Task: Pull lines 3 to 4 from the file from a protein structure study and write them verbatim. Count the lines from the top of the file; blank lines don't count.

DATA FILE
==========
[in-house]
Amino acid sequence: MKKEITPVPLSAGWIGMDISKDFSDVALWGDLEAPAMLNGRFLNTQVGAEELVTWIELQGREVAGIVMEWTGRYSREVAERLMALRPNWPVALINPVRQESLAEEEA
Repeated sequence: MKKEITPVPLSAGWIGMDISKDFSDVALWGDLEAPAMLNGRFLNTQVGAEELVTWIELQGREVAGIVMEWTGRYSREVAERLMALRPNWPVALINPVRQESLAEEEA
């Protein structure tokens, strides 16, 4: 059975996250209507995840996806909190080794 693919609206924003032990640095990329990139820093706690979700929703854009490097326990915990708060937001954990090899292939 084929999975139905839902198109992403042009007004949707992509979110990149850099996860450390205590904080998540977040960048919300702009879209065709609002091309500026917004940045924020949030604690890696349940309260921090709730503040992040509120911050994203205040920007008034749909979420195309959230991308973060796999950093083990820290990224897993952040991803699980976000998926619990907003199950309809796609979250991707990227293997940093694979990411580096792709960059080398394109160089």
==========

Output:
Repeated sequence: MKKEITPVPLSAGWIGMDISKDFSDVALWGDLEAPAMLNGRFLNTQVGAEELVTWIELQGREVAGIVMEWTGRYSREVAERLMALRPNWPVALINPVRQESLAEEEA
């Protein structure tokens, strides 16, 4: 059975996250209507995840996806909190080794 693919609206924003032990640095990329990139820093706690979700929703854009490097326990915990708060937001954990090899292939 084929999975139905839902198109992403042009007004949707992509979110990149850099996860450390205590904080998540977040960048919300702009879209065709609002091309500026917004940045924020949030604690890696349940309260921090709730503040992040509120911050994203205040920007008034749909979420195309959230991308973060796999950093083990820290990224897993952040991803699980976000998926619990907003199950309809796609979250991707990227293997940093694979990411580096792709960059080398394109160089």